`Too Much Sleep,' too little substance

Movie review

March 23, 2001|By Michael Sragow | Michael Sragow,SUN MOVIE CRITIC

I love the Shooting Gallery series in principle and often in practice.

Shooting Gallery Films, a development / production / distribution company, takes worthy films without national distributors and books them in 16 cities for a minimum two-week run. It's an inventive antidote to the roulette-wheel releasing practices that have taken over independent and art-house movies. A little more than a year ago, the Shooting Gallery premiered one of my favorite recent American films, "Judy Berlin," a tale of middle-class angst overflowing with the humor and humanity that "American Beauty" only faked.

Now "Too Much Sleep" has opened in the Shooting Gallery's soul-of-suburbia slot. It occupies the niche, but doesn't fill it. The writer-director, David Maquiling, is so minimalist that you wouldn't miss much if you watched semi-awake and listened to a friend's running commentary.

Of course, from the title down, the movie is meant to evoke fatigue. The antihero is a 24-year-old security guard named Jack Crawford (Marc Palmieri), a strapping young man in a constant state of near-exhaustion. He lives with his mother in a flat part of central New Jersey and a billowing existential fog.

On a bus ride home one day, he falls victim to a pair of female con artists who swipe a paper bag containing his gun - an unregistered hand-me-down from his father. Not wishing to involve the police, anxious to get his hands back on the weapon, he calls on a friend's uncle named Eddie (Pasquale Gaeta), a diner-guy Napoleon who contends that he's got his finger on the jugular of Jack's unnamed township.

Maquiling may have intended the parallels to "Blue Velvet" and "After Hours" as one of his minimalist jokes. Basically, we watch Jack, a walking tabula rasa - and I mean walking, he doesn't own a car - carom from one enigmatic character to another. He doesn't trace clues: he takes Eddie's directions.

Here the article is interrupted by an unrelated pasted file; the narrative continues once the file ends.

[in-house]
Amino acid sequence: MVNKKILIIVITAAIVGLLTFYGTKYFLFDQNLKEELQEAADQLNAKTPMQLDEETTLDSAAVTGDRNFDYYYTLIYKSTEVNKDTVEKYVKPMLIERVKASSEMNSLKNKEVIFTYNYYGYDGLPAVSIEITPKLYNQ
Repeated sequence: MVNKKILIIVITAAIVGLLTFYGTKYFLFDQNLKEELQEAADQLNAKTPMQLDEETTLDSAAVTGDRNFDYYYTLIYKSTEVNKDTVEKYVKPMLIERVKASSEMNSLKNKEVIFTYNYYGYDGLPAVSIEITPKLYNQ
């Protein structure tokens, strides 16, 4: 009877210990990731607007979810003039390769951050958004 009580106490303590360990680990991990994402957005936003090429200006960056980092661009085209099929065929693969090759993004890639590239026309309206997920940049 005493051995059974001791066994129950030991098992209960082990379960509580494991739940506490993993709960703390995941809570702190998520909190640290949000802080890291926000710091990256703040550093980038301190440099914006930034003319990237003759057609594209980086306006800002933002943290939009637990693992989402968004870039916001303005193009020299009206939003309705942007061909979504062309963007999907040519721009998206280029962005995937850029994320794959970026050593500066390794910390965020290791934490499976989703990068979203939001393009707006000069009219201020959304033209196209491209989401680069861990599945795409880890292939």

Before long, the audience realizes that Maquiling wants to create a contemporary folk tale. Jack is on an antihero's journey. He leaves his boyhood room and enters the company of men; he survives the central-Jersey equivalent of a Hadean netherworld; he takes pleasure in a woman without letting lust blind him; and he learns the use of violence as well as the power of conscience. Though it's funny to see this tribal coming-of-age acted out in a realm where the major tools of force are a bottle of Jovan Musk perfume and a Wiffle-ball bat, the fable blinds the director to a film's need for flesh and sinew.

If you've grown up in the suburbs, the modest lure of the movie comes from its everyday tics and oddities. The people Jack wants to connect with rarely recognize him, while an older female approaches him in a bus station and tells him he looks just like his father. There's no need for people to know each other in this atmosphere. Each human contact is lucky or random - or twisted so that one desperate person imprints his or her identity on another, usually Jack.

Distant and polite, Jack looks out of place, whether at a diner, a cocktail party, or a topless male dancing club as big and unadorned as an outlet store. Inevitably, strangers blurt out their desires and career goals to him, or theories on media and the body politic, rather than tell him how to get his gun or make it to the nearest bathroom.

Seen in clean, airy images tinged with dew or humidity, Maquling's suburban New Jersey is like Gertrude Stein's Oakland, Calif.: "There's no there there."

Days after watching the film, I find myself thinking over prolonged, empty shots like that of a clean white Chinese restaurant. But there are only two sharply drawn characters - the slab-like Jack, whose intelligent reticence grows on you, and that fire-plug Eddie, an annoying Joe Pesci manque - and they aren't strong enough to propel an audience through the vacuum. When you add it all up, there's not enough movie here.

`Too Much Sleep'

Starring Marc Palmieri and Pasquale Gaeta

Directed by David Maquiling

Unrated

Released by The Shooting Gallery

Running time 88 minutes

Sun score **

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